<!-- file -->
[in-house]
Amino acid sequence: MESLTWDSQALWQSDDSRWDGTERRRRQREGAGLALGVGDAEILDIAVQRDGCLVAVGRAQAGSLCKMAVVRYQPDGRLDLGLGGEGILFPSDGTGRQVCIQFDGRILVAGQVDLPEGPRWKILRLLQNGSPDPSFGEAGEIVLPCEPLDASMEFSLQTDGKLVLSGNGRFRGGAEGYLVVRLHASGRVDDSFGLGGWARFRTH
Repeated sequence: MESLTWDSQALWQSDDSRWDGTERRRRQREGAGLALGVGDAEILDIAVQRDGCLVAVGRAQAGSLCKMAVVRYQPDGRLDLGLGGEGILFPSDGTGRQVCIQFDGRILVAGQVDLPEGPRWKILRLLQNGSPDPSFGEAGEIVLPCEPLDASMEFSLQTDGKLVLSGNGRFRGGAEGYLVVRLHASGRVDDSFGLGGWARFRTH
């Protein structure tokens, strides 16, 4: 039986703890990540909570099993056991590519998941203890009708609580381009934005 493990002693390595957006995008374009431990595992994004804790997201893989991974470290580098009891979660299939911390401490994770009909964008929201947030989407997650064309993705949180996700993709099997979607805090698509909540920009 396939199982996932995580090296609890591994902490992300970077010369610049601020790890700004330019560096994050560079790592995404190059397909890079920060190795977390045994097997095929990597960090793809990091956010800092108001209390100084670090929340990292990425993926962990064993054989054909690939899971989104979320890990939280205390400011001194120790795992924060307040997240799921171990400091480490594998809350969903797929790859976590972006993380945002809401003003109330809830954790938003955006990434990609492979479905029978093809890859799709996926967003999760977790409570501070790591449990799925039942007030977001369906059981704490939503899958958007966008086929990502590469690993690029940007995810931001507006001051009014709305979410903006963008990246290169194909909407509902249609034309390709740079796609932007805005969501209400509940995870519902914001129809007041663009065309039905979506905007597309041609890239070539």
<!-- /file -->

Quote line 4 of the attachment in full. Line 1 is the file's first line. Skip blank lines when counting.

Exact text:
């Protein structure tokens, strides 16, 4: 039986703890990540909570099993056991590519998941203890009708609580381009934005 493990002693390595957006995008374009431990595992994004804790997201893989991974470290580098009891979660299939911390401490994770009909964008929201947030989407997650064309993705949180996700993709099997979607805090698509909540920009 396939199982996932995580090296609890591994902490992300970077010369610049601020790890700004330019560096994050560079790592995404190059397909890079920060190795977390045994097997095929990597960090793809990091956010800092108001209390100084670090929340990292990425993926962990064993054989054909690939899971989104979320890990939280205390400011001194120790795992924060307040997240799921171990400091480490594998809350969903797929790859976590972006993380945002809401003003109330809830954790938003955006990434990609492979479905029978093809890859799709996926967003999760977790409570501070790591449990799925039942007030977001369906059981704490939503899958958007966008086929990502590469690993690029940007995810931001507006001051009014709305979410903006963008990246290169194909909407509902249609034309390709740079796609932007805005969501209400509940995870519902914001129809007041663009065309039905979506905007597309041609890239070539």